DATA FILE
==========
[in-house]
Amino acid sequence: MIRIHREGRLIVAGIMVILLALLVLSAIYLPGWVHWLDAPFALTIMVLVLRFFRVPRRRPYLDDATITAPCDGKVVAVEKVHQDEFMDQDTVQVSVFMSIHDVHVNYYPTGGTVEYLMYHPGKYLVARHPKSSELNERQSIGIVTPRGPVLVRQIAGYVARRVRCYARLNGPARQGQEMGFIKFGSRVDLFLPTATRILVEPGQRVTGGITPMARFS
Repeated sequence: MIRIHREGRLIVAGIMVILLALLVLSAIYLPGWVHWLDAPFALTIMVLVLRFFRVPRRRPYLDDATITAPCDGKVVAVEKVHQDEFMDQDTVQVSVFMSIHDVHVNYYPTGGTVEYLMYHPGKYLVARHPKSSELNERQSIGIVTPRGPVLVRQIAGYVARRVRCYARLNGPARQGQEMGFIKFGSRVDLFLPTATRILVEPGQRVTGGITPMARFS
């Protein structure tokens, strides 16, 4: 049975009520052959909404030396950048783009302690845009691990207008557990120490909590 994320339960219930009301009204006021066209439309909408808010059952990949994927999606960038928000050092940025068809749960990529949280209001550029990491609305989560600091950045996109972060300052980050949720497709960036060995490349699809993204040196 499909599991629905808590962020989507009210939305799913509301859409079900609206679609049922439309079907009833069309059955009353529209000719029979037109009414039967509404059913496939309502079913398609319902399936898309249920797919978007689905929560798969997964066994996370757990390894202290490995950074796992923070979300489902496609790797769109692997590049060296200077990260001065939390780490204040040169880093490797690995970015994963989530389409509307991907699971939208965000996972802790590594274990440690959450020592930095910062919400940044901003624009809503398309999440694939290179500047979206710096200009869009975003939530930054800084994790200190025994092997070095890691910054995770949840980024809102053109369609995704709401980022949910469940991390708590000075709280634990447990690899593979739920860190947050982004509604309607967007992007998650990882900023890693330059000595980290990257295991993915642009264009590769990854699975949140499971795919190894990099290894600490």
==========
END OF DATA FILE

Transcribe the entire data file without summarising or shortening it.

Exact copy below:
[in-house]
Amino acid sequence: MIRIHREGRLIVAGIMVILLALLVLSAIYLPGWVHWLDAPFALTIMVLVLRFFRVPRRRPYLDDATITAPCDGKVVAVEKVHQDEFMDQDTVQVSVFMSIHDVHVNYYPTGGTVEYLMYHPGKYLVARHPKSSELNERQSIGIVTPRGPVLVRQIAGYVARRVRCYARLNGPARQGQEMGFIKFGSRVDLFLPTATRILVEPGQRVTGGITPMARFS
Repeated sequence: MIRIHREGRLIVAGIMVILLALLVLSAIYLPGWVHWLDAPFALTIMVLVLRFFRVPRRRPYLDDATITAPCDGKVVAVEKVHQDEFMDQDTVQVSVFMSIHDVHVNYYPTGGTVEYLMYHPGKYLVARHPKSSELNERQSIGIVTPRGPVLVRQIAGYVARRVRCYARLNGPARQGQEMGFIKFGSRVDLFLPTATRILVEPGQRVTGGITPMARFS
């Protein structure tokens, strides 16, 4: 049975009520052959909404030396950048783009302690845009691990207008557990120490909590 994320339960219930009301009204006021066209439309909408808010059952990949994927999606960038928000050092940025068809749960990529949280209001550029990491609305989560600091950045996109972060300052980050949720497709960036060995490349699809993204040196 499909599991629905808590962020989507009210939305799913509301859409079900609206679609049922439309079907009833069309059955009353529209000719029979037109009414039967509404059913496939309502079913398609319902399936898309249920797919978007689905929560798969997964066994996370757990390894202290490995950074796992923070979300489902496609790797769109692997590049060296200077990260001065939390780490204040040169880093490797690995970015994963989530389409509307991907699971939208965000996972802790590594274990440690959450020592930095910062919400940044901003624009809503398309999440694939290179500047979206710096200009869009975003939530930054800084994790200190025994092997070095890691910054995770949840980024809102053109369609995704709401980022949910469940991390708590000075709280634990447990690899593979739920860190947050982004509604309607967007992007998650990882900023890693330059000595980290990257295991993915642009264009590769990854699975949140499971795919190894990099290894600490």